Beshbarmak is a very popular Kyrgyz dish. “Besh” can be translated to five, and “barmak” can be translated to finger. The dish is named so because it was originally meant to be eaten with your fingers, not with a spoon and fork.
The simple version of beshbarmak is made with noodles, topped with boiled meat, and served with a mildly spicy sauce. Bouillon is then poured over the dish.
There is a ritual associated with eating beshbarmak: A sheep is first slaughtered then boiled in a kazan (large, round pot) for hours. The bones, with the meat still on them, are presented to the guests, with the best ones going to the eldest and most honored guests. The rest of the meat is then diced; the diced pieces are the ones used for this dish.
Shashlyk, also known as kebabs, are cubes of meat that are skewered and cooked over burning wood. Mutton, or sheep meat, is the most commonly used meat for shashlyk, though other meats, such as beef, pork, chicken, and even liver, are also used.
Mutton shashlyk oftentimes has one skewered piece that is pure sheep fat. It is believed that the fat dripping onto the embers enhances the taste of the food.
Before the meat is skewered, it is sometimes marinated overnight to lock in a preferred flavor. Shashlyk is often served with lepyoshki (Kyrgyz bread), plus raw onions and vinegar for seasoning.
Plov is a rice dish with boiled or fried meat mixed in with carrots, onions, and other preferred local ingredients such as raisins. While locals tend to stick to basic ingredients in its preparation, the dish can be customized to include vegetables of your choice.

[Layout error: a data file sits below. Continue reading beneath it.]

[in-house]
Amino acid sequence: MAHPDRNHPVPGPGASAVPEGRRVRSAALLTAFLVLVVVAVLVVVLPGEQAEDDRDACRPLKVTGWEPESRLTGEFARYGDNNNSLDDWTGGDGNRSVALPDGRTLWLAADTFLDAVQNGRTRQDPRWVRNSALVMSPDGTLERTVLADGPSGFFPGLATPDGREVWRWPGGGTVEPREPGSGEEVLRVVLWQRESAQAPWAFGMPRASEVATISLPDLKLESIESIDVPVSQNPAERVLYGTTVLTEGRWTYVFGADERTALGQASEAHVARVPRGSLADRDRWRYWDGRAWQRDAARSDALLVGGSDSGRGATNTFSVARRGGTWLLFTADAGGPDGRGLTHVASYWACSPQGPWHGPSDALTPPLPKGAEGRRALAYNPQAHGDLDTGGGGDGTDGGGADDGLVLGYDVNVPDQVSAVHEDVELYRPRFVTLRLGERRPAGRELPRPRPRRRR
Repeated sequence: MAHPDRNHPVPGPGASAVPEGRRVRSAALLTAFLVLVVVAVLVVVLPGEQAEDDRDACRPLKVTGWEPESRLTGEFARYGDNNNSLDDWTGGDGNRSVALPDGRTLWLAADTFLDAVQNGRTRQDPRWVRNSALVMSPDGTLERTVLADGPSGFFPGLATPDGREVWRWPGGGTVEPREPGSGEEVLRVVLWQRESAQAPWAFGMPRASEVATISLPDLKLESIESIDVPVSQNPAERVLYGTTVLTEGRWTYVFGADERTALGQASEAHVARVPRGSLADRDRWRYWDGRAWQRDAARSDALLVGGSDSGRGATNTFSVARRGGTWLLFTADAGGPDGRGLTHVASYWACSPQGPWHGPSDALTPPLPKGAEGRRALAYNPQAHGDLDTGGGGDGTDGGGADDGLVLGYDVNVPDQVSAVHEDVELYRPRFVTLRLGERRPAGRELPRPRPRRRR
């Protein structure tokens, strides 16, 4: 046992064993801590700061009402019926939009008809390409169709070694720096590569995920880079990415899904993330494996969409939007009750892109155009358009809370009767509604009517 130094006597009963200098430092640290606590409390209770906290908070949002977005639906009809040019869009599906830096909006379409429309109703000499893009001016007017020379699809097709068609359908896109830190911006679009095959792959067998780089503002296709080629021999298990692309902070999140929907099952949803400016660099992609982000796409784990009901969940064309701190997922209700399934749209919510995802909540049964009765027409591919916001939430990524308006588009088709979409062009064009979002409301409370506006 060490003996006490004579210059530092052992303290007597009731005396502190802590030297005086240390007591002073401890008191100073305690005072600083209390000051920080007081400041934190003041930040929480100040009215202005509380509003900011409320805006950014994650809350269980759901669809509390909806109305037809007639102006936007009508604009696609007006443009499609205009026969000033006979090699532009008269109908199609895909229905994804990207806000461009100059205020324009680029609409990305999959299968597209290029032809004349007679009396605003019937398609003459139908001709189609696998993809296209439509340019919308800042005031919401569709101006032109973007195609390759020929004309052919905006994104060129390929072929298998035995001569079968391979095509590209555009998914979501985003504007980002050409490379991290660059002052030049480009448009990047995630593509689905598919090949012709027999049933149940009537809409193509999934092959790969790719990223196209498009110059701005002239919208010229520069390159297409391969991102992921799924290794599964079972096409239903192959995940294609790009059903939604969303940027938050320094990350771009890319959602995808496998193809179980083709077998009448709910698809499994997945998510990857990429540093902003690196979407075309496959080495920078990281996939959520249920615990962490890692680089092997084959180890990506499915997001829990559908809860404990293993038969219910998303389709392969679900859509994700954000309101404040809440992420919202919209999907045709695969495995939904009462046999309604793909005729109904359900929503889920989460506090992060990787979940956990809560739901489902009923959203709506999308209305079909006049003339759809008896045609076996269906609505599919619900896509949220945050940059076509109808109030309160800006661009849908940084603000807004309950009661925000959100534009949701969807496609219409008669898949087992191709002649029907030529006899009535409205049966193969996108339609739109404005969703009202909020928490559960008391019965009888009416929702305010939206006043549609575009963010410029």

All the ingredients are mixed and cooked in a kazan, a large open cooking pot.
Cooking in the kazan, in fact, is the main signature of the dish, as the cooking process makes the meat soft while retaining the freshness of the vegetables and rice.
Plov is a favorite dish in Southern Kyrgyzstan, and it is customary to serve it to honorable guests. Special meals in Kyrgyzstan aren’t really complete (or special) without plov.
Samsa – or samsi, in plural form – is a baked meat dumpling that is most often cooked in a clay oven known as tandoor.
The dough used in baking samsi can be simple bread dough or pastry dough, and the filling is usually a mixture of lamb and onions. However, street vendors have samsi varieties that have beef, chicken, and even cheese fillings.
Samsi is a popular snack in Kyrgyzstan, and both street vendors and food establishments offer the popular meat dumpling. Be careful in eating them, though, especially when they are freshly baked. Hot fats might squirt out and scald you.
Laghman is a dish that has many variations across the world, including China, Japan, Korea, Singapore, and Australia. It is a dish of flat noodles that is cooked in a steaming stew of mutton bits, carrots, radishes, onions, and potatoes.
In Kyrgyzstan, laghman is made with thicker noodles, and the dish is significantly spicier too. Locals love it, especially the minorities. In fact, the Uyghur and Dughan minority groups consider it a national dish.
A primarily Russian version of laghman can also be found in Kyrgyzstan. Called shorpo, this variation does away with the noodles entirely.